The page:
Ear magnets and therapy 

How self-improvement becomes a trap

"If you throw out your neurosis, you throw out your wisdom."

-- Pema Chodron

My friend Jeff showed up last week with tiny magnets taped to his ears.

He'd been to an acupuncturist. After she'd turned him into a porcupine for a bit, she attached the magnets, which are supposed to curb his craving for sweets.

"I want one of those desserts," he told me over brunch at Watershed last Sunday. Then his fingers flew to the magnets. "Never mind. I don't really. I'll have the cinnamon toast. I think these things are working ... sort of."

A few weeks earlier, Jeff -- who goes to yoga classes four times a week -- had "detoxified" himself by fasting and consuming olive oil and cream or something. Jeff recently reduced his visits to his psychotherapist from twice to once a week.

He is a new friend, so I'm not sure what else he might be doing. He did tell me about some treatment where you are injected with herbs -- like the Colonel's chicken -- to melt away fat. But I'm not sure if he's actually tried that yet.

Jeff is witty, smart, successful, attractive ... and powerless over the culture of self-improvement. He's going on vacation in Provincetown, Mass., for three weeks. I told him he needs a vacation from all the self-help he does.

Don't get me wrong. I believe people should be free to do whatever they want to make themselves feel better. But the multibillion-dollar self-improvement industry seems to have turned our bodies and minds into capitalist projects. If you've seen Todd Haynes' masterful film Safe, you've seen a demonstration of the way preoccupation with self-improvement can end up making us less, not more, content with ourselves. The more we improve, the more improvement we want -- to the extent that we can end up isolating ourselves.

I undertook a theoretically oriented Ph.D. in psychology, after getting a clinically oriented master's degree, in part because I wanted to understand why the compulsion for self-improvement has become ubiquitous. Therapy, contrary to the intention of its founders like Freud and Jung, has ended up accommodating the notion that a person's happiness depends on making fundamental personality changes. Then, after years (or weeks) of therapy, when the client finds he hasn't changed so much, he becomes disillusioned, often moving onto a new therapist or self-help gig.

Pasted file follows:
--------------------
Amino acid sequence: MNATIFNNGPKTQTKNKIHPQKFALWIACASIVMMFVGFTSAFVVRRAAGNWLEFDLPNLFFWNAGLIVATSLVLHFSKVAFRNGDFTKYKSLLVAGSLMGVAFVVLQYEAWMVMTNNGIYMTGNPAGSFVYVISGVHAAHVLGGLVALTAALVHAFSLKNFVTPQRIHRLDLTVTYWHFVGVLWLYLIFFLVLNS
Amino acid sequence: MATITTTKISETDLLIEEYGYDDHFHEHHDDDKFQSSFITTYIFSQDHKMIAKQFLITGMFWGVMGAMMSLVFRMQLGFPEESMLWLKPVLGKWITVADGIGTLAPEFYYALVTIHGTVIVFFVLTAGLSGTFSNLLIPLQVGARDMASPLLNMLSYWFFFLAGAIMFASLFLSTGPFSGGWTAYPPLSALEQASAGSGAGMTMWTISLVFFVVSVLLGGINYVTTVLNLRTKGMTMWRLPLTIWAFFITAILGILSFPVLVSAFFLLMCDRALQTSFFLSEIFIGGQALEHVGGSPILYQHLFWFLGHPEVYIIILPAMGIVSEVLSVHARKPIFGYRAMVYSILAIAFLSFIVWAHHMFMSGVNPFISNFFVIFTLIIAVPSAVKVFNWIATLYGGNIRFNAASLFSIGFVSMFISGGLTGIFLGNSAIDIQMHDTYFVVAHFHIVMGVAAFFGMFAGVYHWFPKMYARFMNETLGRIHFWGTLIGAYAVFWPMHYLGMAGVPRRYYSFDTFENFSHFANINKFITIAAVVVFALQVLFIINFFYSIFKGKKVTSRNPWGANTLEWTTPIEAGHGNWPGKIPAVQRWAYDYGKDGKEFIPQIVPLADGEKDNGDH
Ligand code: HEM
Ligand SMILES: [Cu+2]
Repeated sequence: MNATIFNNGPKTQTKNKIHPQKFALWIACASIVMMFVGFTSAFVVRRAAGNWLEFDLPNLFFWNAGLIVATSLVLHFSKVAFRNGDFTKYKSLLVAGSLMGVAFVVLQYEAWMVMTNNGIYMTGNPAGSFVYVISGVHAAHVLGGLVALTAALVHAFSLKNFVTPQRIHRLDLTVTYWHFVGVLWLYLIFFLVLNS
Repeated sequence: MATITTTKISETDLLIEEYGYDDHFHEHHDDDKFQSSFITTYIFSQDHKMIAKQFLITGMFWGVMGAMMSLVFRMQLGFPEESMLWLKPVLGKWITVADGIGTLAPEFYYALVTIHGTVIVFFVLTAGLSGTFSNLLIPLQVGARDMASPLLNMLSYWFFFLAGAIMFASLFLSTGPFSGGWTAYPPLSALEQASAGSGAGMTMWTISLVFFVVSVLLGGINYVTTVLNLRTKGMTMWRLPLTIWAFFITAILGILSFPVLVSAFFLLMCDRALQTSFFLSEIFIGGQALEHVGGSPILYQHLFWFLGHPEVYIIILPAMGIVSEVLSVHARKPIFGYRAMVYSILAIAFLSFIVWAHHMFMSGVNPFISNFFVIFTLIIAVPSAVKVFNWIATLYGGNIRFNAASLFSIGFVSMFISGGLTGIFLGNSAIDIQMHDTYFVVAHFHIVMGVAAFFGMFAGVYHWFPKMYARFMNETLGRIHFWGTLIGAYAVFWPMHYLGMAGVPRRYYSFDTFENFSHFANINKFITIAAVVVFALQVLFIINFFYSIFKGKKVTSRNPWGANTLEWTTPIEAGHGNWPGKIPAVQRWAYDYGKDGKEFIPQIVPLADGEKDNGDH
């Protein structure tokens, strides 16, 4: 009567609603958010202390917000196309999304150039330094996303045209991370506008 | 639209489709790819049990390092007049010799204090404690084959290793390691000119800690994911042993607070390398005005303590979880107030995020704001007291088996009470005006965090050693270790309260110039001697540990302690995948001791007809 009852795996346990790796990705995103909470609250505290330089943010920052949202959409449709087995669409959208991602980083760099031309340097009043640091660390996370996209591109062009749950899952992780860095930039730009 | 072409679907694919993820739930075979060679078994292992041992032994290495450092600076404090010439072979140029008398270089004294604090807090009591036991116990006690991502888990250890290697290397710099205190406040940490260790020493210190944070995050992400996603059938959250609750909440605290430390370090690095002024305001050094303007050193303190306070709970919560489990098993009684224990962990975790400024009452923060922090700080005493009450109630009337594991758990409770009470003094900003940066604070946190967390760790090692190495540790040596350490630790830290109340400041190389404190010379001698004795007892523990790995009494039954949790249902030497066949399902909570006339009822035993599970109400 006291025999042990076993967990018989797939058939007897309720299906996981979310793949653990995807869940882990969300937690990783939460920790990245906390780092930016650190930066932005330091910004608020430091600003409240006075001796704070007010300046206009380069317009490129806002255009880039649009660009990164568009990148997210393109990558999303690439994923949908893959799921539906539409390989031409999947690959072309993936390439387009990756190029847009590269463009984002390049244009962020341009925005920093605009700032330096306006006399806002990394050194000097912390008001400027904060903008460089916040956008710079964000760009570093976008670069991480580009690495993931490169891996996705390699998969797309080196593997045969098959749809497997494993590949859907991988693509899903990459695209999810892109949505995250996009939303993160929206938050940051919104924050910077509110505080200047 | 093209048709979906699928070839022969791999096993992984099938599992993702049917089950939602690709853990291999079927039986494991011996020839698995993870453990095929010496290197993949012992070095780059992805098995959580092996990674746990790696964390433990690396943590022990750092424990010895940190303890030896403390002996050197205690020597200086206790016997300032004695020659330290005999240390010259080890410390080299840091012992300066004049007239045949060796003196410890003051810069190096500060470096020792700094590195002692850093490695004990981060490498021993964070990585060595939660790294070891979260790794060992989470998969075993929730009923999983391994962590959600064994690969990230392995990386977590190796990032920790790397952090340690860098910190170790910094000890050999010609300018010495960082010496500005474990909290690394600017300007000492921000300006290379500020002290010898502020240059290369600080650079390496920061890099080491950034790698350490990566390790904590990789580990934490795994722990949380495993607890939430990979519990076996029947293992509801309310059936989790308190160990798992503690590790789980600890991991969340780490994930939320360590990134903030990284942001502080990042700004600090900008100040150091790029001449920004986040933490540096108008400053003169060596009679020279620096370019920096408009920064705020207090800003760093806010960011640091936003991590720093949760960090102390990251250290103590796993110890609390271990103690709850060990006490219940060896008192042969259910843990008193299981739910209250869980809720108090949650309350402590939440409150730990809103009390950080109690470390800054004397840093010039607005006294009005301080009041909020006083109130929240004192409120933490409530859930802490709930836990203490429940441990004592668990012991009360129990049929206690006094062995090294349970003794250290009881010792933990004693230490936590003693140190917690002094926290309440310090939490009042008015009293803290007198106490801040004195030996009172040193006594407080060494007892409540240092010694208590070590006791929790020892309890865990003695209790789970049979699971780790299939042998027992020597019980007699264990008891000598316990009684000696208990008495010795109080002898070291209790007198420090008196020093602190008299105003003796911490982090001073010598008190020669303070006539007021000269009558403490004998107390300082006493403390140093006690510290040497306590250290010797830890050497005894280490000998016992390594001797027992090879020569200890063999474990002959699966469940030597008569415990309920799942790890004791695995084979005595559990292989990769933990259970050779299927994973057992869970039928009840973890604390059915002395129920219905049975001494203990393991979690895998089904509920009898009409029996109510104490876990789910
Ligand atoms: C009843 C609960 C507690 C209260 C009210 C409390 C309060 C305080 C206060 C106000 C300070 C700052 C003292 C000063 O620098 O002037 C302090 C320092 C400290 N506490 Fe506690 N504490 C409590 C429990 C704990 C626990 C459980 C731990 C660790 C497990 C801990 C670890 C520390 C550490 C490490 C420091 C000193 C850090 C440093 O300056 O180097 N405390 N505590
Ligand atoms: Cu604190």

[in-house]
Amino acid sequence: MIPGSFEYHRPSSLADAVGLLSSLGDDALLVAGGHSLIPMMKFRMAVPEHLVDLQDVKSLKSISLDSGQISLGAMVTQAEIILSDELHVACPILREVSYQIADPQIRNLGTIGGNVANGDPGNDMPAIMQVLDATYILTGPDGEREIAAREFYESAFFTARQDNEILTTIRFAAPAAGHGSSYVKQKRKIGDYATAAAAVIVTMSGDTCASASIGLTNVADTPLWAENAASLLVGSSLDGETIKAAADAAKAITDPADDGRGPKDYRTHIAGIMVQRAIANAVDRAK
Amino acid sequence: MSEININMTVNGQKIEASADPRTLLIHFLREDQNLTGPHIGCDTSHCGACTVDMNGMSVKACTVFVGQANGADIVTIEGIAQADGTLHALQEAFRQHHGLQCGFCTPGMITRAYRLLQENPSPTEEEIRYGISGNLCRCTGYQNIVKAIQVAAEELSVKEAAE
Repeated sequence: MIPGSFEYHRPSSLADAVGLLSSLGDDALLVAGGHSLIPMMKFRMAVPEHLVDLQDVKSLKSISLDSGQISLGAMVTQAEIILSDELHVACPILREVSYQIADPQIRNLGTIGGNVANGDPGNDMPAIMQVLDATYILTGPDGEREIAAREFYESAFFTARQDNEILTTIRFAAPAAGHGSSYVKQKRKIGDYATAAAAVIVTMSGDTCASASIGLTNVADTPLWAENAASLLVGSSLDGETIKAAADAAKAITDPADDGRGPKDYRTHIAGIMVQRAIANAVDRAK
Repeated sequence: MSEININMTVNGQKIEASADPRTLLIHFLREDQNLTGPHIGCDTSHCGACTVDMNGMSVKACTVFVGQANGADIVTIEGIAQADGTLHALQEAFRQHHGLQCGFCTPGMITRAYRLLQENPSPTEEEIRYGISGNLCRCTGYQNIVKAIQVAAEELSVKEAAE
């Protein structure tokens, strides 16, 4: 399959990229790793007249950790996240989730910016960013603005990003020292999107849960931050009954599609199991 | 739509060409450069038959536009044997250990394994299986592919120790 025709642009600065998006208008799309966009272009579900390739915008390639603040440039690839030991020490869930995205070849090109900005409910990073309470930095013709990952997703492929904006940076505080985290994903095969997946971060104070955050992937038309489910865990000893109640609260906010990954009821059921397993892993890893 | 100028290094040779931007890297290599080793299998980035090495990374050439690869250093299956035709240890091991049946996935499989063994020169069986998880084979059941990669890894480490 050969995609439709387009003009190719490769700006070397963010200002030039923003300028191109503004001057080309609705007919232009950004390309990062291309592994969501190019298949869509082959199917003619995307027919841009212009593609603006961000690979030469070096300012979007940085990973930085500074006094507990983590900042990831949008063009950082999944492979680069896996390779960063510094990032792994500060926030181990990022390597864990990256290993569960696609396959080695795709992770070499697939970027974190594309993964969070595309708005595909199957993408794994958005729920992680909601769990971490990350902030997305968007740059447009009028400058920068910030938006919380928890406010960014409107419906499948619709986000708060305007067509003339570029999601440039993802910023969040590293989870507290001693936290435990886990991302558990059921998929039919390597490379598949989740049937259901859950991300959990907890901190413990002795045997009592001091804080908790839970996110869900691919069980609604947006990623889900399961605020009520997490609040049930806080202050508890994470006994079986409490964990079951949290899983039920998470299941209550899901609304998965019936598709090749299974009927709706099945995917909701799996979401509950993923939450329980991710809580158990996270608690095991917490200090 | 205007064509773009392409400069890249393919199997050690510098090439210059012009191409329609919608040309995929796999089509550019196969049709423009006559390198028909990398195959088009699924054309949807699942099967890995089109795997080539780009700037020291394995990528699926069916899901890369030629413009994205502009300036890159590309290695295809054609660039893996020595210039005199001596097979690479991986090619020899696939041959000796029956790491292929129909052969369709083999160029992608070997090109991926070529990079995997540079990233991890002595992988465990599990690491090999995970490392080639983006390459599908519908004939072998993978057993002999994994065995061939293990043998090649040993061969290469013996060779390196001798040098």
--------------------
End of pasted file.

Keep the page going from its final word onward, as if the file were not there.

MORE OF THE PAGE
I was a bit worried when I suggested that Jeff take the initial workshop at the Shambhala Meditation Center of Atlanta last weekend. My fear was that he would approach it as another means of self-improvement. I've been meditating with sporadic regularity since the late 1980s and have long considered the Shambhala program one of the best things I've ever done for myself. But the value has not been to improve myself.

The goal of meditation is to "wake up" to one's true nature, and part of that is fully accepting who we are, as we are. You only have to sit a few moments on a meditation cushion to realize your mind is continually chattering and, as you gain enough skill to watch your own thoughts and feelings dispassionately, you come to realize that it's not your basic nature that causes problems. The problem is the ego's attachment to patterned narratives of thought. That's why the harder you try in therapy to overcome the past -- and the more you view yourself as a victim of that narrative -- the more you tend to adhere to it. You can't detach from a narrative you're intentionally and continuously ruminating.

Of course, it is no easy task and no brief one -- through meditation or therapy -- to accept ourselves as we are. Most people prefer nurturing the fantasy of a fundamental personality change that will happen if they just do enough self-improvement work. That is more appealing than befriending ourselves as we are. The reason is that behind the wish to change is fear of facing what really is problematic in our character, of what a negative or unwholesome nature may be given with our personal being.

Buddhism, thousands of years old, is light-years ahead of hundred-year-old psychology in addressing the need for self-acceptance of what we dislike about ourselves. Indeed, the Shambhala tradition has a lineage of masters who manifested what is called "crazy wisdom." Milarepa, who's among the most famous, was a murderer who attained "enlightenment." The founder of Shambhala, Chogyam Trungpa, was an irascible, brilliant teacher who drank too much.

The most famous of Trungpa's students, Pema Chodron, always makes the point that our neuroses are inevitably connected to our wisdom. My own mentor, James Hillman, puts it this way: "The wound is the eye." When a psychotherapist does take the approach that a person must accept and take responsibility for what is genuinely problematic in his character -- his "shadow," in Jungian terms -- that is precisely the moment many clients exit therapy, often accusing the therapist of a lack of empathy. But they also deprive themselves of seeing the wisdom inside their craziness.

And, most of all, they deny themselves an astonishing paradox. By accepting what seems unhelpful in our character, we eventually liberate ourselves from its spell -- and the need for ear magnets.

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